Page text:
If I set the backgroundColor attribute on a grouped UITableViewCell, the background color successfully changes. Great.

But I'd like to use UIAppearance to change the background color on all my UITableViewCells, so I can do it in one place and affect a change everywhere. Here's my code:

[[UITableViewCell appearance] setBackgroundColor:[UIColor colorWithRed:30.0/255.0 green:30.0/255.0 blue:30.0/255.0 alpha:1.0]];

UITableViewCell implements UIAppearance and UIAppearanceContainer, so I would have thought this would work. But it doesn't. I've also tried using -[UITableViewCell appearanceWhenContainedIn:(Class)], and that doesn't work either.

Any ideas?


Update (2013/7/8) - This has been fixed in newer versions of iOS. However, it's worth knowing about if you're targeting iOS 6 or below.

You can blame Apple for this one, and it's actually pretty mean of them. Technically, backgroundColor is not customizable through appearance proxies.

From Apple's documentation:

To support appearance customization, a class must conform to the UIAppearanceContainer protocol and relevant accessor methods must be marked with UI_APPEARANCE_SELECTOR.

If we go into a class like UIBarButtonItem and look at the tintColor property we see this:

@property(nonatomic,retain) UIColor *tintColor UI_APPEARANCE_SELECTOR;

So because it's marked with the UI_APPEARANCE_SELECTOR tag we know it works with UIAppearance.

Here's where Apple are particularly mean: in a UIView, backgroundColor has no appearance selector tag, but still works with UIAppearance. According to all the documentation Apple provide it should not, but yet it does!

This gives the misleading impression that it will work for all sub-classes of UIView, including UITableView. This has come up before, in this previous SO answer

So the bottom line is that backgroundColor shouldn't work at all with UIAppearance, but for some reason it does on a UIView. It is not guaranteed to work on UIView subclasses, and it doesn't work at all on UITableView. Sorry I couldn't give you a more positive answer!

  • Thanks for the explanation. I would probably have spent a few hours nodding my head against the wall because of this. – matsr Nov 29 '11 at 21:06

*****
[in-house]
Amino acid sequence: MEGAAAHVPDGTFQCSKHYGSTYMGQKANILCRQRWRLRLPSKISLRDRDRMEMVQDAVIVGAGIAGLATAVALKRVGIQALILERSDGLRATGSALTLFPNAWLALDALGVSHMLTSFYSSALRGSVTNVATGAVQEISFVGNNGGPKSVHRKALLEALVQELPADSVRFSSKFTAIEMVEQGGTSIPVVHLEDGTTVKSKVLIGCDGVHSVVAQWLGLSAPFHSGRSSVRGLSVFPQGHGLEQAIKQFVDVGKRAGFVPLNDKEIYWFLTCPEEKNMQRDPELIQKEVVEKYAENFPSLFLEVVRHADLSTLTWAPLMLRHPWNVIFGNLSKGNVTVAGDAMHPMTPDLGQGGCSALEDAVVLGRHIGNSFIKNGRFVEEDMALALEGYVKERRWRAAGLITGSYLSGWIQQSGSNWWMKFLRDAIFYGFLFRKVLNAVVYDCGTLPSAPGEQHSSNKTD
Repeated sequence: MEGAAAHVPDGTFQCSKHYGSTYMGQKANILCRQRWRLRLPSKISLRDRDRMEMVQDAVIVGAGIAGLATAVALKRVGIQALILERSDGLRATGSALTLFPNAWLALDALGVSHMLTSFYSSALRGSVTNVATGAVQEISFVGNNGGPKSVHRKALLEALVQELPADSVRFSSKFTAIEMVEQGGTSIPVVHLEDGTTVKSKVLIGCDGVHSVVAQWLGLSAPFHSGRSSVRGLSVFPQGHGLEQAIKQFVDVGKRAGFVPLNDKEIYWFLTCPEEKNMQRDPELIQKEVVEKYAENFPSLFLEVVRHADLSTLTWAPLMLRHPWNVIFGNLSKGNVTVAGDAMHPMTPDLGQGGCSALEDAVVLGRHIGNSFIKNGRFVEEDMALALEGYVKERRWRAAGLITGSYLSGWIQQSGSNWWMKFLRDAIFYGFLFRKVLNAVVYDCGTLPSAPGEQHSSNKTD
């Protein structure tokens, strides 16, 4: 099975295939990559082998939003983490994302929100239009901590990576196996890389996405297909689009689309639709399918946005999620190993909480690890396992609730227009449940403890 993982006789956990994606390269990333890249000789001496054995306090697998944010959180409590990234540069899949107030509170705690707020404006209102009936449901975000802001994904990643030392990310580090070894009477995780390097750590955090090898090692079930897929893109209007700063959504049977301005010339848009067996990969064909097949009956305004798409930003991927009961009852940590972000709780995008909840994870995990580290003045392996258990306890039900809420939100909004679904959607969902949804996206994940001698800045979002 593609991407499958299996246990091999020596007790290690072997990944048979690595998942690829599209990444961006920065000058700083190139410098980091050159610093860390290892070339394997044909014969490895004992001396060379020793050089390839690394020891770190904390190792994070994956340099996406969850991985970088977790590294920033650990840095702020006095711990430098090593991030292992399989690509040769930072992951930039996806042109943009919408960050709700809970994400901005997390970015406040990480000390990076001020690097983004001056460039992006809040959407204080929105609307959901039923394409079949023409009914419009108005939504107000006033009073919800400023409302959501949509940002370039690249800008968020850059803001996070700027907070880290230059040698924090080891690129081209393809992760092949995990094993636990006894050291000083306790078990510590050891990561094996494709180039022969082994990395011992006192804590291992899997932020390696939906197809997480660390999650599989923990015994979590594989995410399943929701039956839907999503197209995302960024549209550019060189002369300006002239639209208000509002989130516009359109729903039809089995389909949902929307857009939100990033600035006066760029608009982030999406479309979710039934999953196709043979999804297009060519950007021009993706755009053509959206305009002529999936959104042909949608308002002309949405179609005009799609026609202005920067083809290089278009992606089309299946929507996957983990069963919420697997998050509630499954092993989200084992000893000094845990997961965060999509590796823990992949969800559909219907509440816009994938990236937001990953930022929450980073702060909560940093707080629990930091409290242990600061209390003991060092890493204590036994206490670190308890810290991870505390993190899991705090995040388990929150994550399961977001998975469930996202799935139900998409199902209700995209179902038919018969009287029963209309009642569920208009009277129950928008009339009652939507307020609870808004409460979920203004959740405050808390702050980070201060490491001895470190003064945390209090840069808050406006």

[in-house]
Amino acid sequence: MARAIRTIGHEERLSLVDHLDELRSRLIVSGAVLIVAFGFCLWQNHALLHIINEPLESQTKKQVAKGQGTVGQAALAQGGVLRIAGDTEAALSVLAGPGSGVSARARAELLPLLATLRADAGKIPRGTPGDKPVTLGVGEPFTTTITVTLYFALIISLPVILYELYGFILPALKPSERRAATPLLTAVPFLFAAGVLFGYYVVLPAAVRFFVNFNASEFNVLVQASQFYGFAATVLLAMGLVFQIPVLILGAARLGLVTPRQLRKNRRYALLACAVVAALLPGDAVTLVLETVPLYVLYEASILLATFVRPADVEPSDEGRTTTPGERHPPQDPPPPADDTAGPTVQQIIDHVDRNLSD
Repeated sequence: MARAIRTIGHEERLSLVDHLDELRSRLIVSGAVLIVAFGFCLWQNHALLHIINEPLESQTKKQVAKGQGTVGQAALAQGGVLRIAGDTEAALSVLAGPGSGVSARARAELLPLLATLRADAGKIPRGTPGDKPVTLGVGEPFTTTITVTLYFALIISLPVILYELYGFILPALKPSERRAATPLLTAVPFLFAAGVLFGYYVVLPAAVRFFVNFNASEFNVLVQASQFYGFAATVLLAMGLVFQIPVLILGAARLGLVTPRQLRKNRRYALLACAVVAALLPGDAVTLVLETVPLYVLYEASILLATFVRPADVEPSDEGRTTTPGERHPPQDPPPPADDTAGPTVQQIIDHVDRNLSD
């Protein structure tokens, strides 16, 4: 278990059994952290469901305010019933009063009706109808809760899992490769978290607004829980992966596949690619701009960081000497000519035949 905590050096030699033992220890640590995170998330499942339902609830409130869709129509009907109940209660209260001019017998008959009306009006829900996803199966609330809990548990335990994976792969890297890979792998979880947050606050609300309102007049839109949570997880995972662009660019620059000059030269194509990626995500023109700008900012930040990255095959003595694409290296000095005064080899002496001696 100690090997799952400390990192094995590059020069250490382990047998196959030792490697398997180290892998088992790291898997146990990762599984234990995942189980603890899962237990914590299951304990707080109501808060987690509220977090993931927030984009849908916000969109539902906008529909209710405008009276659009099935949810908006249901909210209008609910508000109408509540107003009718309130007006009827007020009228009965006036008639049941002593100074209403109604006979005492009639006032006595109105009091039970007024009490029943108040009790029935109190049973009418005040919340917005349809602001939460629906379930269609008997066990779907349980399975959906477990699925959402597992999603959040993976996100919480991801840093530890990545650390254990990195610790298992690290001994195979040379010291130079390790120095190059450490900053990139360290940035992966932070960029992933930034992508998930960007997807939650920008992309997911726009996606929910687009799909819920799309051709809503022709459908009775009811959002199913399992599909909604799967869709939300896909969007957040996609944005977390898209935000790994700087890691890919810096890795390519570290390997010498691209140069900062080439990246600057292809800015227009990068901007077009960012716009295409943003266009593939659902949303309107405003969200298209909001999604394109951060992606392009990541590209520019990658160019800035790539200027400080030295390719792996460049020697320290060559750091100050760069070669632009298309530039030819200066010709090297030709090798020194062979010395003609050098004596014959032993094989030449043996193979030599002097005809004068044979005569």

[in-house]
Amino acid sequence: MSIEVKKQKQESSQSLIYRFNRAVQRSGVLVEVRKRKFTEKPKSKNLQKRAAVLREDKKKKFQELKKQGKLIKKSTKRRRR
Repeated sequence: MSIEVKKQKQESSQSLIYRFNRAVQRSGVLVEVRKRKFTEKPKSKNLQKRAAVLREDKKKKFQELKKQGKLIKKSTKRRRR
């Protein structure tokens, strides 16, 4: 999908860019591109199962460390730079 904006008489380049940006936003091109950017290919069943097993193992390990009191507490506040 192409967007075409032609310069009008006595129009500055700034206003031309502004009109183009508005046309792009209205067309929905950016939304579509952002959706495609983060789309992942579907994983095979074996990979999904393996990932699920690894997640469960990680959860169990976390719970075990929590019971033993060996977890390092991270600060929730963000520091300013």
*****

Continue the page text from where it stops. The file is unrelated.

• Yes, great answer. Thanks! – Greg Maletic Nov 29 '11 at 21:30
  • If this is something that really bothers you (it bothers me!), definitely file a bug report with Apple. I don't think it's really a 'bug' per se, but it's definitely a deficiency. I think I may even have seen someone from Apple use setBackgroundColor in a code demo once on appearance proxies. – lxt Nov 30 '11 at 11:17
  • @lxt: I am looking at iOS 7 and don't see that it was fixed. Can you please send me an email (my email in address) to discuss. I understand that iOS 7 is still under NDA, so you don't want to put here information, until it's available. – Victor Ronin Aug 12 '13 at 23:27
  • @VictorRonin - are you looking at the UITableViewCell header file? – lxt Aug 13 '13 at 9:28

You can create your own subclass of UITableViewCell that conforms to UIAppearance and mark a custom setter with UI_APPEARANCE_SELECTOR. Then set the cell backgroundColor on the superlass from your custom setter .

In your appDelegate

[[CustomCell appearance] setBackgroundCellColor:[UIColor redColor]];

In your UItableView subclass

@interface CustomCell : UITableViewCell <UIAppearance>

@property (nonatomic, weak) UIColor *backgroundCellColor UI_APPEARANCE_SELECTOR;

@implementation CustomCell

@synthesize backgroundCellColor;

-(void)setBackgroundCellColor:(UIColor *)backgroundColor
    [super setBackgroundColor:backgroundColor];

I'm using ARC in this example.

  • Even without subclassing, you can use a category and custom properties to proxy appearance calls. It can be useful if you want to theme a part where you can't use a subclass (like for the UIPrintInteractionController for example). – Tom Dec 23 '13 at 18:38

Without Subclassing! Doing this on a subclass is probably NOT the best practice, especially if you want to hit all tableView backgrounds. That's a lot of subclassing. A lot of potential bugs. A mess really. The best way to do this is to use a category. You will have to set one up for both the tableViewCell and the tableView. I will just demonstrate the one for the cell. The property on the tableView you must do is the backgroundColor property. NB. I'm prepending my methods with "sat".

// .h

    #import <UIKit/UIKit.h>

@interface UITableViewCell (Appearance)<UIAppearance>
@property (strong, nonatomic) UIColor *satBackgroundColor UI_APPEARANCE_SELECTOR;

// .m

#import "UITableViewCell+Appearance.h"

@implementation UITableViewCell (Appearance)

- (UIColor *)satBackgroundColor
    return self.backgroundColor;

- (void)setSatBackgroundColor:(UIColor *)satBackgroundColor
    self.backgroundColor = satBackgroundColor;


Now in your appDelegate or some manager class you'll import the category and just call it as if it had an appearance proxy built in.

UITableViewCell *cell = [UITableViewCell appearance];
cell.satBackgroundColor = [UIColor orangeColor];

Ok, so now just do the one for the tableView's background property. Simple.


I used category for this. Below is the sample code In your .h file write

*@interface UITableViewCell (MyCustomCell)
@property (nonatomic, weak) UIColor *backgroundCellColor UI_APPEARANCE_SELECTOR;

In your .m file write

*@dynamic backgroundCellColor;
-(void)setBackgroundCellColor:(UIColor *)backgroundColor
    [super setBackgroundColor:backgroundColor];

It worked well for me. :) Thanks Nate!!!

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